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Walk Off Hunger, set next weekend, touts avid supporters

Wintertime – especially the Thanksgiving and Christmas holidays – tends to be a time when Western New Yorkers are most apt to turn their attention to helping support the Food Bank of Western New York. Those at Congregation Shir Shalom and Calvary Episcopal Church in  Amherst understand, however, that summertime can be a heavier burden for families that include children who get free and reduced-cost breakfasts and lunches during the school year.

It's why Shir Shalom's precursor, Temple Beth Am, a decade ago came up with the idea for a Walk Off Hunger event to go with its summer festival. Calvary joined as a co-host five years ago.

"The first year, the Food Bank hoped $1,500 could be raised. We raised $25,000 and it's gone up from there," said Bruce Corris, 60, of East Amherst, one of the initial organizers who continues to play a key role. This year's walk runs from 10 a.m. to 2 p.m. July 29 at Island Park in Williamsville. Registration starts at 10 a.m.; the walk begins at 11 and the festival runs till 2 p.m. For more information or to register in advance, visit

Q. How much was raised last year?

It was our best ever, $82,000, enough for 492,000 meals. One dollar will pay for six meals.

Q. What will the walk be like this year? Any special touches to mark the 10th ?

We've found the activities that we have had – the climbing wall, the kid's games, the entertainment, the food – have been so popular we've decided not to rock the boat. We'll have some special salutes to some people as we begin the event. Our founder, Gary Bluestein, has been a huge reason this event has been so successful every year. It wouldn't be here if it weren't for him. We have a neat little change this year for our National Anthem. A 9-year-old girl, Hannah Block, is going to lead us with the singing. Her mother, Jackie, has been on the committee a number of years. Jackie and her husband, Dave, have been big supporters.

Q. What is the cost to register and what does it include?

Jennie Pohl, left, 97, and Bruce Corris have been mainstays at the Walk Off Hunger during the last decade.

It's $25 for the walk and summer fair. That gets you a T-shirt, admission to all of the Summer Fest stuff: the music, the food, the bounce houses, everything else. Separate from that, we'll also have raffles. We have some big-ticket items, including a $2,000 AAA travel gift card, as well our usual basket raffles. We always end up with some wonderful stuff for that.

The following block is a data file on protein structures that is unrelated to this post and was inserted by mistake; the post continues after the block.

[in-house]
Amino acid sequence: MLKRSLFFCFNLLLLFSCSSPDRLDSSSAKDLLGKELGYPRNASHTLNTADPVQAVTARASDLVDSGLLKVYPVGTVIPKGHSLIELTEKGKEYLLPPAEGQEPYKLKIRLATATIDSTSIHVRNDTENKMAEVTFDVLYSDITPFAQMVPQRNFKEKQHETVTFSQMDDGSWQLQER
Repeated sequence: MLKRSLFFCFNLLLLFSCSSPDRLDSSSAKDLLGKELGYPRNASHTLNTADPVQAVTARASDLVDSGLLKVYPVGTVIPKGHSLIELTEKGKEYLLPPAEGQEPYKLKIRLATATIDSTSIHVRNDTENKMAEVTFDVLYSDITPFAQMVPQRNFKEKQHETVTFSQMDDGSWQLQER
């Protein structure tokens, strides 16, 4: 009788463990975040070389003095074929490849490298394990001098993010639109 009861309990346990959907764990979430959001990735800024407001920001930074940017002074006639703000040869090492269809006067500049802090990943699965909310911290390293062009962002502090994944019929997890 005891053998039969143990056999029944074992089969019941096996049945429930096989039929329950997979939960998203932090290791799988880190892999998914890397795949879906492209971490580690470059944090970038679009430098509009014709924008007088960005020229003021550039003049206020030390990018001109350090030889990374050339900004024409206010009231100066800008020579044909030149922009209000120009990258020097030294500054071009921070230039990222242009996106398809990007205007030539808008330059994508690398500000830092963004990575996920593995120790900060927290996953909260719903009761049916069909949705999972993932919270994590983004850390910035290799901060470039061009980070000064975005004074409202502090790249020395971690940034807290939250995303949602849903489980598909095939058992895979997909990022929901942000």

People can decide that morning they're going to do the walk. We've got plenty of room for them. The event is free for kids under 16. We want parents to bring their kids. We want families to enjoy this.

We think it's more important to have a one fee pays for everything than charge for this hamburger or that ride on the bounce house or these games or this rock-climbing wall. Let it be included. If people appreciate that, maybe they'll buy a few more tickets to the basket raffle or make a pledge to someone. Maybe they'll make an extra donation. Every dollar this event gets is staying right here in Western New York.

A lot of people think the Food Bank is an urban thing. It's not. Hunger doesn't stop at the city line. It's in every ZIP code in Western New York, including the wealthiest. … A fair number of people they help are right in the neighborhood where the (2-mile) walk takes place. … Someone's next-door neighbor might be being helped and they wouldn't even know it.

Q. Will Jennie Pohl, who is 97, walk again this year?

She will. She is our all-time top fundraiser.

Q. How do the walk and the Food Bank help families in Erie, Niagara, Chautauqua and Cattaraugus counties?

They work with many, many agencies. Look at the Food Bank as a giant distribution center. They have this huge warehouse and every day, food leaves the Food Bank and goes to food pantries, other food banks, and churches and synagogues and community centers. It goes to schools for school lunch programs. It goes directly to people. They have 341 member agencies in the four counties. They're in every single ZIP code in those four counties. They're helping kids, senior citizens, young families and those middle aged.

Q. Can you give readers a sense of the nature of hunger in this region?

They're helping up to 135,000 people any given month in those four counties. That's a pretty substantial percentage.


Twitter: @BNrefresh, @ScottBScanlon 

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